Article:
Marcelle Martin, who was for many years the resident Quaker Studies teacher at Pendle Hill, returns to the Wallingford campus on Wednesday, March 16, at 7:30 p.m., to read from, discuss and sign her new book Our Life is Love: The Quaker Spiritual Journey. The event is free, and the public is invited to come hear Marcelle in the Barn at Pendle Hill, 338 Plush Mill Road. Marcelle, who lives in Chester and attends Swarthmore Friends Meeting, recently told the Swarthmorean about the book the book’s subject, and the way she came to address it.
How did you become interested in researching 17th century Quakers?
In 1984 I began to have powerful spiritual experiences. To better understand what was happening to me, I began to read the Bible. I also read books about mystics and others through history who have had a sense of direct guidance from God, including Joan of Arc, Francis of Assisi, and Sojourner Truth. I was especially interested in the early Quakers because they were a whole community of people with a mystical sense of connection with God and a prophetic calling to share the truth they discovered in a way that changed society. George Fox and Margaret Fell, two of the first Quakers, are especially well known, but the early Quaker movement was about a whole community filled with the Spirit. It had many gifted leaders and inspired traveling ministers.
The first Quakers were bonded together in a faithful and courageous way that enabled them to live differently from the world around them and change it for the better. Studying their spiritual journey helped me to better understand my own experiences and what they might be leading me toward.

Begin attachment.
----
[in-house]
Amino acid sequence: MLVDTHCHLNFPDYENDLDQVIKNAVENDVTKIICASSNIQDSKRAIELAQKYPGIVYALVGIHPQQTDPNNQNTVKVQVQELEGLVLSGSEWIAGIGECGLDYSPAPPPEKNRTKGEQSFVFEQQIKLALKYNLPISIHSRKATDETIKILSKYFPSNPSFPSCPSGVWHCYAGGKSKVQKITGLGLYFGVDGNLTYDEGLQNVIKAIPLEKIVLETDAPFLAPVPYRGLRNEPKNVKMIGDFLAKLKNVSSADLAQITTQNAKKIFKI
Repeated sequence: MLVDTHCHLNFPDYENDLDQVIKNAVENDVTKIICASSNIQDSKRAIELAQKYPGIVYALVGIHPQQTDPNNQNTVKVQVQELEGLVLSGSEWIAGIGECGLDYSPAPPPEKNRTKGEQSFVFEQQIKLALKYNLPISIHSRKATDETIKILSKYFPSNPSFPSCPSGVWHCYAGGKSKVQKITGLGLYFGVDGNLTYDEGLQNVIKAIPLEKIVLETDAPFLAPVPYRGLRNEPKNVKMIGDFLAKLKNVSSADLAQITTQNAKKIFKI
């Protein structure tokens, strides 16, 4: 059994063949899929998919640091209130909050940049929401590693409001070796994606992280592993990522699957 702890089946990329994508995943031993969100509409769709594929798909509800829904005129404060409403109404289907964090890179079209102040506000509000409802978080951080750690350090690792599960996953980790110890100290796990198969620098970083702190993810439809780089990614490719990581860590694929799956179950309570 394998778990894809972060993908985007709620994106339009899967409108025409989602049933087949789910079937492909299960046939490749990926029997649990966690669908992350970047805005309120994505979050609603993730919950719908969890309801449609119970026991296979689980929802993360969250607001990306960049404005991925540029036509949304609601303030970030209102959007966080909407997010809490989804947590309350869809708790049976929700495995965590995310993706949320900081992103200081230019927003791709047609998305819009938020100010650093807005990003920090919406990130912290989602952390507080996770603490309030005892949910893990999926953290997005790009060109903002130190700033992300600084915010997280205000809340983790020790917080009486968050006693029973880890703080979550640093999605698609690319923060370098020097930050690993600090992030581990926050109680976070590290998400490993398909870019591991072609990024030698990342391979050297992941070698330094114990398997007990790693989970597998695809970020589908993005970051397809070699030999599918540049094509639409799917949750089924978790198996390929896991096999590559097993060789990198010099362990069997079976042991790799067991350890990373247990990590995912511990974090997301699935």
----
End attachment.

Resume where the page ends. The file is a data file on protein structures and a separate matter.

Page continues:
What are the ten essential elements you have identified in your Quaker antecedents?
In studying what the first Quakers wrote about their spiritual experiences, I recognized the ten elements that appeared in most of their accounts [nine are]: Longing, Seeking, Turning Within, Openings, The Refiner’s Fire, Community, Leadings, The Cross, and Abiding. The Quaker spiritual journey leads gradually toward the tenth element, which early Friends called Perfection (perfect faithfulness “in one’s measure”).
Do Quakers today face new or special challenges in their spiritual journeys?
In most cultures, it has always been difficult for human beings to focus on the spiritual dimension of life because the physical and social dimensions are so compelling. The first Quakers lived in a time, however, when nearly everyone believed in the spiritual realm, and they were closer to the realities of illness and death. So people in their society talked frequently about spiritual matters and ultimate questions. Many Quaker beliefs that seemed shockingly radical in the 17th century have been incorporated into society. However, today our culture is very secular and we are comfortably cushioned from ultimate questions, so there is less encouragement and motivation to focus on the spiritual journey.
Also, the first Quakers lived in a time when being in a committed relationship to the faith community was more normal and necessary. Today our culture is so individualistic that many Quakers find it difficult to wholeheartedly engage in the community dimension of the Quaker spiritual journey. We also find it hard to accept that faithfulness can require sacrifice and sometime lead us through places of difficulty or suffering (“The Cross” element of the spiritual journey). We tend to be in our heads so much that we also find it difficult to really open up to the tremendous divine healing and transforming power that is available through the heart.
How long did it take you to complete the book?
I began the research for this book sometime around 2004. For many years, I lived alone for two months every summer in an old stone farmhouse in Chester County, time I dedicated to research and writing. When I was finishing my research, I spent three years in Richmond, Ind., near Earlham School of Religion. I was the Writing Fellow at ESR for a year. When I shared my research there, I got lots of questions and feedback about my ideas from professors and students at the seminary. Once I started writing the book, it took three years to complete. That included a year of studying the spiritual experiences of Quakers in our time.